400 S. Maple Ave.
Falls Church, VA 22046
Neighborhood: Falls Church
Cuisines: Tapas/Small Plates, Pizza, Italian
Nearby Metro Stops: East Falls Church
Price Range: Inexpensive
Noise Level: N/A
Reservations: Not Needed
Eggs in Hell; eggplant Parmesan; Margherita, Vongole, Cotto e Funghi, and Diavola pizzas; chocolate-chip and pistachio cannoli.
Starters $5 to $12, pizzas $7 to $18.
Plenty of pizza shops have opened in Washington in recent years, but Pizzeria Orso easily has been the most anticipated. It’s backed by the owner of the elegant Falls Church restaurant 2941, and more important, the pizzaiolo is Edan MacQuaid, who helped 2 Amys in DC’s Cleveland Park become the area’s benchmark for Neapolitan pies.
Neapolitan pizza isn’t easy to get right. The crust, blast-fired at 800 degrees, has to be thin but not crispy as well as weighty enough to support buffalo mozzarella, which contains more water than typical mozzarella, and a finishing drizzle of olive oil. But the pizzas at Orso have almost always been spot-on.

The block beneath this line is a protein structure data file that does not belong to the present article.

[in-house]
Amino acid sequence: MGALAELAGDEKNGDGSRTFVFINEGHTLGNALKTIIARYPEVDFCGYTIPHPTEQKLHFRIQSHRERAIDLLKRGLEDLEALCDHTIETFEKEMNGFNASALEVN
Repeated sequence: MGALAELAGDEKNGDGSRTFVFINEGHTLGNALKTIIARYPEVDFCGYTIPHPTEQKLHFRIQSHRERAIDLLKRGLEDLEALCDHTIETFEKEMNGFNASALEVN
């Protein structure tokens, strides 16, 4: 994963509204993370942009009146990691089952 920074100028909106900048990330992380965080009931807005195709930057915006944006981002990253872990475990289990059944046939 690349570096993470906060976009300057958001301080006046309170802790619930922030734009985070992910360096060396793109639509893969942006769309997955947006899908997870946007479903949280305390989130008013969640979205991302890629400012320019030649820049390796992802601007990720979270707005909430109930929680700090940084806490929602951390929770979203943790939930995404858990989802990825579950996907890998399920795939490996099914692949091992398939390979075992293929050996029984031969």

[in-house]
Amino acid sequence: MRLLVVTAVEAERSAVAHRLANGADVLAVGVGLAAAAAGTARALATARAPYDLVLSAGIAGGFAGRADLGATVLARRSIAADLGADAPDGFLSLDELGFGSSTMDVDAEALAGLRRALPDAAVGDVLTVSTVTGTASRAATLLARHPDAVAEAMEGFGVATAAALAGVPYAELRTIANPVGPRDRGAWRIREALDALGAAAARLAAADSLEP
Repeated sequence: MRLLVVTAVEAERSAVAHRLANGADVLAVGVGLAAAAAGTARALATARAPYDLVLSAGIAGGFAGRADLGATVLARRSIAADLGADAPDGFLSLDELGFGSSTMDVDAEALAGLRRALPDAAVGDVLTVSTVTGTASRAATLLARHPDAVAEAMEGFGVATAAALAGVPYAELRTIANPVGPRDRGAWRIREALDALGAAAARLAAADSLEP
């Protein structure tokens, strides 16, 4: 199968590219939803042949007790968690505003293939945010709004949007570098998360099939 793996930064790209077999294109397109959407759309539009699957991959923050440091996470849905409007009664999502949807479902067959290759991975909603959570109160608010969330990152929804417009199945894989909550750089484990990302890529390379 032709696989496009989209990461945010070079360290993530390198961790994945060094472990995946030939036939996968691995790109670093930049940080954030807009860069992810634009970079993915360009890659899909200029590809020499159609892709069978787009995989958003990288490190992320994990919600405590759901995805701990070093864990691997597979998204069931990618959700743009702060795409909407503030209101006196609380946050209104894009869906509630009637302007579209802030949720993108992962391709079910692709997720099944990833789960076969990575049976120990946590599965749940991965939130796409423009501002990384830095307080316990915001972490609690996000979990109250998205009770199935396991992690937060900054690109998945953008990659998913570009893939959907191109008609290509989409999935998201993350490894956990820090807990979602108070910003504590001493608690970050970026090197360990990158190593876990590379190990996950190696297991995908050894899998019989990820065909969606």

Thanks to a sourdough starter, MacQuaid’s crust has more flavor than competitors’ versions and chewy, puffed edges with the characteristic Neapolitan burnt-black mottling. The pies get another boost from excellent toppings: Little coins of spicy pepperoni dot the Diavola pie; cockles in their shells join capers and red-pepper flakes on the salt lover’s Vongole, a replica of the one at 2 Amys; and a ham-and-mushroom gets a cream sauce that’s not overly rich. Orso also turns out folded pizzas, the edges rolled and stuffed with cheese, but as with their Pizza Hut counterparts, the extra ingredients can feel excessive.
Save for poached eggs in a lightly spicy marinara sauce and a miniature eggplant Parmesan, MacQuaid’s antipasti have been disappointing. Some of them—including potato-and-cheese fritters, a broth with steamed clams, and suppli al telefono (fried risotto balls stuffed with buffalo mozzarella)—would benefit from an extra shake of salt. Leave room for dessert: Cannoli, especially the chocolate-chip and pistachio renditions, are terrific.
Although the entrance is in a nondescript office-building lobby, the charm picks up in the yellow-painted dining room, where cartoon-like posters—say, of a bear (orso in English) tearing into a pizza against a backdrop of Mount Vesuvius—add whimsy. Meanwhile, families ogle the wood-burning oven, waiting for what might be the best Neapolitan pizza in Washington.